Mini Book Review – Getting Things Done (Allen)
Posted by markharrison on April 2, 2007
A couple of months ago, I reviewed “A Perfect Mess”, which I highly recommended. The authors were relatively critical of the excesses of the “planning industry”, and gave a number of examples of planning consultants and authors. One author they particularly commented on was David Allen.The name rang a bell, because my friend Nik Butler had suggested a couple of David’s techniques to me a while ago, which I’d found useful on a particular project.
Anyway, armed with a book I’d like, being critical of another book, I did the only decent thing, and bought it anyway – however, I’ve deliberately left it 8 weeks to write this review, because I wanted not just just read the book, but try out some of the techniques.
Mr. Allen has an interesting view of life, and I’m beginning to come round to his viewpoint now – he contends that most of us keep a big jumble of “things to do” in our heads, and accordingly suffer from two problems:
- We can’t find out the detail for the stuff we want to do now
- We keep getting mentally interrupted by our brains reminding us of all the things that we were meant to do as well
He then goes on to suggest that, at the simplest level, it is worth making up some lists of things that need doing, in a coherent manner, so that both of these problems are solved. I could understand why making lists would fix the first problem, but wasn’t convinced that having the info on paper would stop my mind jumping things on me… but I thought I’d give it a go.
Now, the “process” paperwork in my life is well-organised. I wrote quite a long article called “Administration, Administration, Administration” back in July 05 for my newsletter subscribers. The article is available here at yourpropertyexpert.com
However, the “project” paperwork had never been that carefully organised. I had ended up with about 6 filing trays, marked things like “to do”, and “Dona to chase me”, and never really found a satisfactory answer.
Starting on page 173 of Getting Things Done, there are several pages of description (and diagram) of something called a “tickler file”. This is a fairly complex set up involving 43 suspension files, and therefore a new really useful company crate to hold them in. (Back in December, I wrote about how good those crates are – though for this requirement I had to go up to 64 litres away from the 35 litre crates I normally get.)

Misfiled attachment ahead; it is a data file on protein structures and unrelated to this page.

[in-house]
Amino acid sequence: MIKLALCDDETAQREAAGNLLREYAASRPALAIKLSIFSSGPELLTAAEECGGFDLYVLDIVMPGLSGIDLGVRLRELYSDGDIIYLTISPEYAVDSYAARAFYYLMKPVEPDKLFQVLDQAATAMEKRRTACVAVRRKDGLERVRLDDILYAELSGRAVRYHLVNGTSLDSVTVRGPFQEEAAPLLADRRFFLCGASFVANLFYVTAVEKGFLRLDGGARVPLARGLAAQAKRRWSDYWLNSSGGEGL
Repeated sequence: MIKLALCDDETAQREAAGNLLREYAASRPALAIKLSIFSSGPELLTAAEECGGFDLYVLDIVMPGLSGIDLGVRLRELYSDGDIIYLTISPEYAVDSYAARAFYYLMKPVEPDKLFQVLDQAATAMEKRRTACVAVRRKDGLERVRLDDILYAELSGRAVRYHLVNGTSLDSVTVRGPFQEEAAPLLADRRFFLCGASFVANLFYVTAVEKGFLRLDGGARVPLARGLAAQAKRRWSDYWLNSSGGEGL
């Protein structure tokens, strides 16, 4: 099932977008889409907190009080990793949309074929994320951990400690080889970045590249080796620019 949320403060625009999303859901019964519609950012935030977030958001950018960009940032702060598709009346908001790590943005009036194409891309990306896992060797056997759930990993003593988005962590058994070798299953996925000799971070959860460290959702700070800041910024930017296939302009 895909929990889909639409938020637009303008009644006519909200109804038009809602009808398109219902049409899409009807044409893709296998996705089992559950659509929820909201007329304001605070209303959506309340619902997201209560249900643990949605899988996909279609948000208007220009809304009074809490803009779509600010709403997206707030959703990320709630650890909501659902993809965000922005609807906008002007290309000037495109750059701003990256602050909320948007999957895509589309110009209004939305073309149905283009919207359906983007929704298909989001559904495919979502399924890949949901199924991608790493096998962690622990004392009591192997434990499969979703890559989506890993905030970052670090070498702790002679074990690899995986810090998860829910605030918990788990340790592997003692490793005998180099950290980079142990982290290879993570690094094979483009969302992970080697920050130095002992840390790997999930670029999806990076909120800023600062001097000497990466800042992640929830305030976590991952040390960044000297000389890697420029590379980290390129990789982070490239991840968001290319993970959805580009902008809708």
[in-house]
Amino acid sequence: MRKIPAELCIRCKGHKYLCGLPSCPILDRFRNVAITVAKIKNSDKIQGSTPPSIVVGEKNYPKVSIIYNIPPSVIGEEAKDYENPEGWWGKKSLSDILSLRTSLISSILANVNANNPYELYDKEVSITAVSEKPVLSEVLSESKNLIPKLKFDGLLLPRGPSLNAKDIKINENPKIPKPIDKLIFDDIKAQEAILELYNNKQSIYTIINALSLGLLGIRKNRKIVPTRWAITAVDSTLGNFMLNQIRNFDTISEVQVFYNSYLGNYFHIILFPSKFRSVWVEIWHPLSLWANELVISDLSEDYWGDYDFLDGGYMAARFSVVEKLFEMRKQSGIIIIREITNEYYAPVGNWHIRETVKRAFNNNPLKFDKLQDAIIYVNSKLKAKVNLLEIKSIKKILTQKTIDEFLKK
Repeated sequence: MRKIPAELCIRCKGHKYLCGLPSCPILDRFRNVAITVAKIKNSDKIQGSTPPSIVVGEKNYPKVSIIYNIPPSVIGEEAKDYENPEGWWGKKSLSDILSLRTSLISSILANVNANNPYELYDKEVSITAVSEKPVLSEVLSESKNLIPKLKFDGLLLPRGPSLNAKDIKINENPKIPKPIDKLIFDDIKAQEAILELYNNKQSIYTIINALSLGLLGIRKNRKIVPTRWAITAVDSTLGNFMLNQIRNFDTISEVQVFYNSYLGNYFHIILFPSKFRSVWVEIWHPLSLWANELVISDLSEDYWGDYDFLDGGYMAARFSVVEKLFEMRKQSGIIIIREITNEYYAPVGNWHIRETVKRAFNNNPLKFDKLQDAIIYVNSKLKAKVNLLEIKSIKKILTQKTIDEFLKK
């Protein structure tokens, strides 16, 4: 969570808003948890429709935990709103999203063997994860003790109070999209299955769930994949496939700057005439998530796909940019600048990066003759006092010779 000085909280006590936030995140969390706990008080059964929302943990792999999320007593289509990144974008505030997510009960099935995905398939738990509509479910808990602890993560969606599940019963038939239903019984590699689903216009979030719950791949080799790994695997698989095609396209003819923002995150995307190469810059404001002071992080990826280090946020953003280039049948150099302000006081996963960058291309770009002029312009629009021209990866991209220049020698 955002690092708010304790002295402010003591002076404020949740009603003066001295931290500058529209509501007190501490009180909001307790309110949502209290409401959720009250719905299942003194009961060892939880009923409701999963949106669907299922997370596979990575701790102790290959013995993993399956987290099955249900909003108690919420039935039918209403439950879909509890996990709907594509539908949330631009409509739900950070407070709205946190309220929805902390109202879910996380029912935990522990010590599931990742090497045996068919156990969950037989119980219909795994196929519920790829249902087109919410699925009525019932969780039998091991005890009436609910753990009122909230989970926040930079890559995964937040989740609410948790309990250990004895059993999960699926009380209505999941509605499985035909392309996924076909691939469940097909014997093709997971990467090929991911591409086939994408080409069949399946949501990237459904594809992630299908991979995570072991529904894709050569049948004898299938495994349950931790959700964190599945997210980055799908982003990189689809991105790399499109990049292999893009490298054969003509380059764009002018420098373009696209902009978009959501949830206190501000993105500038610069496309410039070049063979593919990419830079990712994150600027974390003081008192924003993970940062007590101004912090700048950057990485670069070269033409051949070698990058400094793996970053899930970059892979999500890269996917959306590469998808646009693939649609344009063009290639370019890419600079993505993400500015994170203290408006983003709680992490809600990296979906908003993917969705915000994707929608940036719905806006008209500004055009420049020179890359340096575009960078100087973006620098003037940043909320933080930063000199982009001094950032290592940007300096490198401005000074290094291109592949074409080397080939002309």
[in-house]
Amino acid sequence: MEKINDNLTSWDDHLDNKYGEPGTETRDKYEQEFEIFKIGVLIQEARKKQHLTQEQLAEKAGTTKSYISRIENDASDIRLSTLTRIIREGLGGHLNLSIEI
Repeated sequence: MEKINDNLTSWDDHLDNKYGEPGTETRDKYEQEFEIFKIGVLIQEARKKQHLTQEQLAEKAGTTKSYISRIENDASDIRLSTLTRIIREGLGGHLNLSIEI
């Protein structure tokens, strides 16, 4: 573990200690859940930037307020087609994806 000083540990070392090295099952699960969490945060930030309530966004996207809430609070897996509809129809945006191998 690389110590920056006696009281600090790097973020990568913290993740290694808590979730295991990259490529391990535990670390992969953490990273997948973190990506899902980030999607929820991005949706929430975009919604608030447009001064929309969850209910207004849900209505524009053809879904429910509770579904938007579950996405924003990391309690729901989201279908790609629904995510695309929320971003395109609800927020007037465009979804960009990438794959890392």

The tickler file was, frankly, a faff to set up, and it took about an hour to get the files labelled, and everything piled round my desk sorted into the appropriate files for future action…
… but I’ve been using it as my prime organisation tool for about six weeks now…
… and let me tell you, it’s fantastic! I have, genuinely, got more projects pushed forward in those six weeks than the previous twelve, and quite often now, by about 2pm, I’ve done “everything I needed to” and can push forward one of the long term projects (like the next book.)
Now, I could spend the next thousand words describing the tickler file, and how to use it, but I suspect it’s one of those tools that works much better if you understand the “why” as well as the “how.” So on that basis, I’m definitely recommending you get the book…
… note that this doesn’t mean that I’ve abandoned the “Perfect Mess” view that there are some big advantages to having SOME disorganisation in my life… but in those items where I’ve decided I want some discipline, it seemed to make sense to use the best tools!